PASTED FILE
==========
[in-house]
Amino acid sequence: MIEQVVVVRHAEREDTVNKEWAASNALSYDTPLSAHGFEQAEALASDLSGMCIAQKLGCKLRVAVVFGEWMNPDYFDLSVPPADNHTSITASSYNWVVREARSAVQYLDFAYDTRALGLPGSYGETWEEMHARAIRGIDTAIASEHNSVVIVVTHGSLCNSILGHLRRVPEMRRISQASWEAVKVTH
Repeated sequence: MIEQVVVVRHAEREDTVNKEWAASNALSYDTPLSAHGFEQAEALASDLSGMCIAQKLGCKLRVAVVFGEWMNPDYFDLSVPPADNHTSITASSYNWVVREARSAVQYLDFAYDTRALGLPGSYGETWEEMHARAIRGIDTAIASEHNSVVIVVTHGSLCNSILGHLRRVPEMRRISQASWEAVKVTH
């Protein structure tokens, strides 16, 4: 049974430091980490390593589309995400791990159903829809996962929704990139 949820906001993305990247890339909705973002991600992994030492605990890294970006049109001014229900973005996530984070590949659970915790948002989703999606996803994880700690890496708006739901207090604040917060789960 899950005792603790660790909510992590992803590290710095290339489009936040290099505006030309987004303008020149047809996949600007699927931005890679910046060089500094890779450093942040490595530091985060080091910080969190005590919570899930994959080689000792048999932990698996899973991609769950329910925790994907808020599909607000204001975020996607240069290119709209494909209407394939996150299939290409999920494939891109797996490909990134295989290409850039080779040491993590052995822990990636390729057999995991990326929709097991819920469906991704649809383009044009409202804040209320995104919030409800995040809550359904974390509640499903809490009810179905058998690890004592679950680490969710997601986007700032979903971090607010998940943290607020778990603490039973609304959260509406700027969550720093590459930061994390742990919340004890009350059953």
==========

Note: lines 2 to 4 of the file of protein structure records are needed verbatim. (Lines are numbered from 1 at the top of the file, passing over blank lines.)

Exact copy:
Amino acid sequence: MIEQVVVVRHAEREDTVNKEWAASNALSYDTPLSAHGFEQAEALASDLSGMCIAQKLGCKLRVAVVFGEWMNPDYFDLSVPPADNHTSITASSYNWVVREARSAVQYLDFAYDTRALGLPGSYGETWEEMHARAIRGIDTAIASEHNSVVIVVTHGSLCNSILGHLRRVPEMRRISQASWEAVKVTH
Repeated sequence: MIEQVVVVRHAEREDTVNKEWAASNALSYDTPLSAHGFEQAEALASDLSGMCIAQKLGCKLRVAVVFGEWMNPDYFDLSVPPADNHTSITASSYNWVVREARSAVQYLDFAYDTRALGLPGSYGETWEEMHARAIRGIDTAIASEHNSVVIVVTHGSLCNSILGHLRRVPEMRRISQASWEAVKVTH
């Protein structure tokens, strides 16, 4: 049974430091980490390593589309995400791990159903829809996962929704990139 949820906001993305990247890339909705973002991600992994030492605990890294970006049109001014229900973005996530984070590949659970915790948002989703999606996803994880700690890496708006739901207090604040917060789960 899950005792603790660790909510992590992803590290710095290339489009936040290099505006030309987004303008020149047809996949600007699927931005890679910046060089500094890779450093942040490595530091985060080091910080969190005590919570899930994959080689000792048999932990698996899973991609769950329910925790994907808020599909607000204001975020996607240069290119709209494909209407394939996150299939290409999920494939891109797996490909990134295989290409850039080779040491993590052995822990990636390729057999995991990326929709097991819920469906991704649809383009044009409202804040209320995104919030409800995040809550359904974390509640499903809490009810179905058998690890004592679950680490969710997601986007700032979903971090607010998940943290607020778990603490039973609304959260509406700027969550720093590459930061994390742990919340004890009350059953």